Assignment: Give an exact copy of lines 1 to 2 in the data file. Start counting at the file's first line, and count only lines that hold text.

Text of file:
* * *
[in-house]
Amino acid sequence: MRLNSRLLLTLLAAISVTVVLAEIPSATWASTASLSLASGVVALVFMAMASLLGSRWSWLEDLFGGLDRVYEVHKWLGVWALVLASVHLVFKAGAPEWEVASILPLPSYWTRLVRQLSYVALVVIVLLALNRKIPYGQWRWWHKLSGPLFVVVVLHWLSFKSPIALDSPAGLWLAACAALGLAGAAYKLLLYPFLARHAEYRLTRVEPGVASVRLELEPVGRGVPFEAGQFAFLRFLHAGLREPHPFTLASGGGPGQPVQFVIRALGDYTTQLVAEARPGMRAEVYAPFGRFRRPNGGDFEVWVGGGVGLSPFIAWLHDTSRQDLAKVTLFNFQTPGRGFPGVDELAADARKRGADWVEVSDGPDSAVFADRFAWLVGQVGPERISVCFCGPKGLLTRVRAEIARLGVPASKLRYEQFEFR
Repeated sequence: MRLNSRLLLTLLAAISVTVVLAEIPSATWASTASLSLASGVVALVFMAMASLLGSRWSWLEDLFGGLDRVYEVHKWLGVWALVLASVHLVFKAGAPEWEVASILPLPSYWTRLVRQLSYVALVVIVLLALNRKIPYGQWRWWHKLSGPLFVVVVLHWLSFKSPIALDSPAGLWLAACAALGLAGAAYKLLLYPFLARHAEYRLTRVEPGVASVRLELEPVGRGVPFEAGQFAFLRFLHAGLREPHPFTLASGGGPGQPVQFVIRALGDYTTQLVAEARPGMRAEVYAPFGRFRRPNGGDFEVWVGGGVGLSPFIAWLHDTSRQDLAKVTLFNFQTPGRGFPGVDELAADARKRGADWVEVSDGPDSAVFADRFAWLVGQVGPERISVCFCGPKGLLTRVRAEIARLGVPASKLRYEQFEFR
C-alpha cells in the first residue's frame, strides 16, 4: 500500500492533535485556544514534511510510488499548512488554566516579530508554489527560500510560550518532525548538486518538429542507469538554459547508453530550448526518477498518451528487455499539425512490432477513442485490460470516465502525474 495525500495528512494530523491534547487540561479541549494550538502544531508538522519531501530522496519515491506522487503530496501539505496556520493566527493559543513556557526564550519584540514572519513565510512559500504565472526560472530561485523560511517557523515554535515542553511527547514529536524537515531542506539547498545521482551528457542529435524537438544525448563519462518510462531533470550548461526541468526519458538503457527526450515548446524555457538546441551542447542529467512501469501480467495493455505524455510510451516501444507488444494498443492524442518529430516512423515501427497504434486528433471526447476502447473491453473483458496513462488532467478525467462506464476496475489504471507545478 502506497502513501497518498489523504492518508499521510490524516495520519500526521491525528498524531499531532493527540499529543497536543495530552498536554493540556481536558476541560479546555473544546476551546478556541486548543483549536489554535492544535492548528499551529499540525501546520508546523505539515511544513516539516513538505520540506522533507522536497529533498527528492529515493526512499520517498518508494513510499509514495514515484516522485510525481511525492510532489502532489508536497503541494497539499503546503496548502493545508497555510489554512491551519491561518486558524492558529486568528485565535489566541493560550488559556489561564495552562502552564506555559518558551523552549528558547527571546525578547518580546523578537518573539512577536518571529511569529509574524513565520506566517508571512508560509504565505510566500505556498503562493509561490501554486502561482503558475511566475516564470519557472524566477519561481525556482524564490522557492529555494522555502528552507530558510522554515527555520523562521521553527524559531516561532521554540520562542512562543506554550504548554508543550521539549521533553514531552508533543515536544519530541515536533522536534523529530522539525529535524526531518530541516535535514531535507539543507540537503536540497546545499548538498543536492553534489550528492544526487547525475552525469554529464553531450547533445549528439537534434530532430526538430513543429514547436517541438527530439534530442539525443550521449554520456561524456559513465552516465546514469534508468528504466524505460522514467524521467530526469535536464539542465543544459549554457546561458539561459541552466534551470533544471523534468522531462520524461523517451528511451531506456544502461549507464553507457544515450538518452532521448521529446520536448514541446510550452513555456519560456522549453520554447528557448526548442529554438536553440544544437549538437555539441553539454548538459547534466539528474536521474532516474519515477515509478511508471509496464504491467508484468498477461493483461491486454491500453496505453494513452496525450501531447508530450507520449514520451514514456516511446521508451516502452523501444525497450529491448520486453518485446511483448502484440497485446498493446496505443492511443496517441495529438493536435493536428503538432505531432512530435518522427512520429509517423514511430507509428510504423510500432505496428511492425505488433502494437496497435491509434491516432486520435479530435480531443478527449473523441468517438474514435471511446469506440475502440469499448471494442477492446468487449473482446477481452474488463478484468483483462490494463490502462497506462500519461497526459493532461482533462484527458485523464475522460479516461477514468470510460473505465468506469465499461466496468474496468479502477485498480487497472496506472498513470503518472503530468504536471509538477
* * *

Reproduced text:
[in-house]
Amino acid sequence: MRLNSRLLLTLLAAISVTVVLAEIPSATWASTASLSLASGVVALVFMAMASLLGSRWSWLEDLFGGLDRVYEVHKWLGVWALVLASVHLVFKAGAPEWEVASILPLPSYWTRLVRQLSYVALVVIVLLALNRKIPYGQWRWWHKLSGPLFVVVVLHWLSFKSPIALDSPAGLWLAACAALGLAGAAYKLLLYPFLARHAEYRLTRVEPGVASVRLELEPVGRGVPFEAGQFAFLRFLHAGLREPHPFTLASGGGPGQPVQFVIRALGDYTTQLVAEARPGMRAEVYAPFGRFRRPNGGDFEVWVGGGVGLSPFIAWLHDTSRQDLAKVTLFNFQTPGRGFPGVDELAADARKRGADWVEVSDGPDSAVFADRFAWLVGQVGPERISVCFCGPKGLLTRVRAEIARLGVPASKLRYEQFEFR